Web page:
If you’re driving during Ramadan, you may want to stay at home on Tuesdays and avoid the roads between 10-11am.
You see, according to data released by RoadSafetyUAE, that’s when the most accidents occur on the roads during Ramadan.
Motorists over 40 years of age are also the most likely to have an accident, accounting for 28% of total accidents in the UAE during Ramadan last year.
The findings are based on 1,651 reported UAE accidents and claims provided to Dubai-based insurer i-Insured during Ramadan 2017.
Specifically, 18% of reported incidents occurred on a Tuesday, compared with 10% on Saturday, the safest day. Men were involved in 77% of total reported incidents.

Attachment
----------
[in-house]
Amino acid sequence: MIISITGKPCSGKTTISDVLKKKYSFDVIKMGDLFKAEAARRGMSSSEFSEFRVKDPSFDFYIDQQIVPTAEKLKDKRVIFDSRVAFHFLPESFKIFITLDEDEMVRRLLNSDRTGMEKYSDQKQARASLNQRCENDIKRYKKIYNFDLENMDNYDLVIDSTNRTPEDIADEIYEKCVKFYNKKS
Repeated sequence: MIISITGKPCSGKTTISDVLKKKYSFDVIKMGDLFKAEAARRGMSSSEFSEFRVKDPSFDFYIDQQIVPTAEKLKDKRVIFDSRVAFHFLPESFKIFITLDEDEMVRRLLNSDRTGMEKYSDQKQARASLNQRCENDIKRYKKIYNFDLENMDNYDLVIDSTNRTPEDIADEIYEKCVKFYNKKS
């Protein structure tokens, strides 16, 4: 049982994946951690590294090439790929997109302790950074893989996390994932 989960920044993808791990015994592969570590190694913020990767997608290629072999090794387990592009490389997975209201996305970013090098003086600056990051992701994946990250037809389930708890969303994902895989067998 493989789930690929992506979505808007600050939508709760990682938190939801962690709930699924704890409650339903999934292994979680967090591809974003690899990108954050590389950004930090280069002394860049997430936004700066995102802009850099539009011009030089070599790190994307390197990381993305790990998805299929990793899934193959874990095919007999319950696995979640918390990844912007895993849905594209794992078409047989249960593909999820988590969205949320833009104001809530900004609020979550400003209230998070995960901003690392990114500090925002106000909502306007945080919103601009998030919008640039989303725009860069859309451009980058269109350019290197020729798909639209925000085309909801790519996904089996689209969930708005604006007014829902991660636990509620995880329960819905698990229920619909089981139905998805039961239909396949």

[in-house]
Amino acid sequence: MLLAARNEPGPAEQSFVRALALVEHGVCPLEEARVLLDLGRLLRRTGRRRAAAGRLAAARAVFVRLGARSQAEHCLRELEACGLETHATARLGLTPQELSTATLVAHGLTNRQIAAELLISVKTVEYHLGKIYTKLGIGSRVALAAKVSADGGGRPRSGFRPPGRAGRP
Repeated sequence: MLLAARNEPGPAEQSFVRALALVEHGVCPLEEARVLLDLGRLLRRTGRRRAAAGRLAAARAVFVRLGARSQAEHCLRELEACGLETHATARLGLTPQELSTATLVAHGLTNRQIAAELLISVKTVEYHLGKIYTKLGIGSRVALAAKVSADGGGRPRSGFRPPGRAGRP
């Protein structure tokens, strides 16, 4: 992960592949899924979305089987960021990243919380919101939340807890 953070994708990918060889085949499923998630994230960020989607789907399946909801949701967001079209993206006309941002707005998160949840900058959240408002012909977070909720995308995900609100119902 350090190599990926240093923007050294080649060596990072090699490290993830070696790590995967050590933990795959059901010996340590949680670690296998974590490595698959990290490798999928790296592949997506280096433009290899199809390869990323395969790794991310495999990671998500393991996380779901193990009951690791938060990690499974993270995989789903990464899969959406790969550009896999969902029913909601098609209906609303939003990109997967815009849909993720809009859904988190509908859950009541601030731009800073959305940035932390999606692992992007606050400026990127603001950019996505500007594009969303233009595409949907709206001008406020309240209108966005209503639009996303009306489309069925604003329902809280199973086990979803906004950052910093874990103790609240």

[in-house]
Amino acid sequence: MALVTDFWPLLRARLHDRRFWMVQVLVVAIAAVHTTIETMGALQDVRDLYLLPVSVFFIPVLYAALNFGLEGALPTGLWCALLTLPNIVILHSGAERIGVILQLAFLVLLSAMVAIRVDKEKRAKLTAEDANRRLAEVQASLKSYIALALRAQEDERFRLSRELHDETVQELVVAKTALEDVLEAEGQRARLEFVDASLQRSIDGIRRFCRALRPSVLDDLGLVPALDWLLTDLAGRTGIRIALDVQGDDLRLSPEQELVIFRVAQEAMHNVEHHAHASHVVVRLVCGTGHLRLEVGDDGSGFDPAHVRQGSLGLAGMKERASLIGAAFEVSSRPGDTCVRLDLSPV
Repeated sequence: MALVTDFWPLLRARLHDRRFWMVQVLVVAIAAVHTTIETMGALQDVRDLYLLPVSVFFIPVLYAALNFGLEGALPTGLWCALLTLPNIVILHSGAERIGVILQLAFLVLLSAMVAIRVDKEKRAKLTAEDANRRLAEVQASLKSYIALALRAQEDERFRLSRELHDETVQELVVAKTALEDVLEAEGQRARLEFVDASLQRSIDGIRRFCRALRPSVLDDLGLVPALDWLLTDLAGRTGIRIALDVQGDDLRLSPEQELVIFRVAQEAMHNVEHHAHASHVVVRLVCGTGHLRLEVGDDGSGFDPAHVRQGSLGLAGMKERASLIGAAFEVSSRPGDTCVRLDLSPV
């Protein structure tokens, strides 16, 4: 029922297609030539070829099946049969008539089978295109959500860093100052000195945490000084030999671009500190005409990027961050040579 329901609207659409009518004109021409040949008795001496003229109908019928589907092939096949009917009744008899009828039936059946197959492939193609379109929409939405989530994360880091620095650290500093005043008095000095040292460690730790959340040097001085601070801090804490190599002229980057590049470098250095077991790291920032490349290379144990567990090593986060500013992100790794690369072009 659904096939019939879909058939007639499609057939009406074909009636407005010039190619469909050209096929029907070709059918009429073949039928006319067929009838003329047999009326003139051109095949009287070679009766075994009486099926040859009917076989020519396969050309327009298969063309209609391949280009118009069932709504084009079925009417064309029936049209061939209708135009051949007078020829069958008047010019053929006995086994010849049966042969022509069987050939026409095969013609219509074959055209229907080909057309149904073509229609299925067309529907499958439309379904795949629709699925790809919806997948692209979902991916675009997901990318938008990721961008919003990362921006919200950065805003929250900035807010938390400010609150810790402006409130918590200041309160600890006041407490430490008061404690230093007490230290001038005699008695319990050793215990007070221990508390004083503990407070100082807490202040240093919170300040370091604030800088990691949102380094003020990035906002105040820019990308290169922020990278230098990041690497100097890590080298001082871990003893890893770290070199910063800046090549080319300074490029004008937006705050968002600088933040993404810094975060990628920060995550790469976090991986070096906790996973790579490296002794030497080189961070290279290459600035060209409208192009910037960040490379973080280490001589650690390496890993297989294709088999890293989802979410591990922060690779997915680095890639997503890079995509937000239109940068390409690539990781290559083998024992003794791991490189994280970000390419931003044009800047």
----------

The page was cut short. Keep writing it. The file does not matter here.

RoadSafetyUAE, which campaigns for better behaviour on the UAE’s roads, urged motorists to drive extra carefully and give themselves plenty of time to reach their destinations during the month.
“Motorists must realise that even if they arrive late for a Ramadan event, people will understand,” said Thomas Edelmann, managing director of RoadSafetyUAE.
“Good time management is crucial and motorists are urged to leave early enough and allow for a time buffer to reach their destination on time. We need to display a caring attitude for ourselves and for others in this very special period.”
Drivers were also urged to drive more defensively, remember to use their seatbelts and even consider switching to public transport.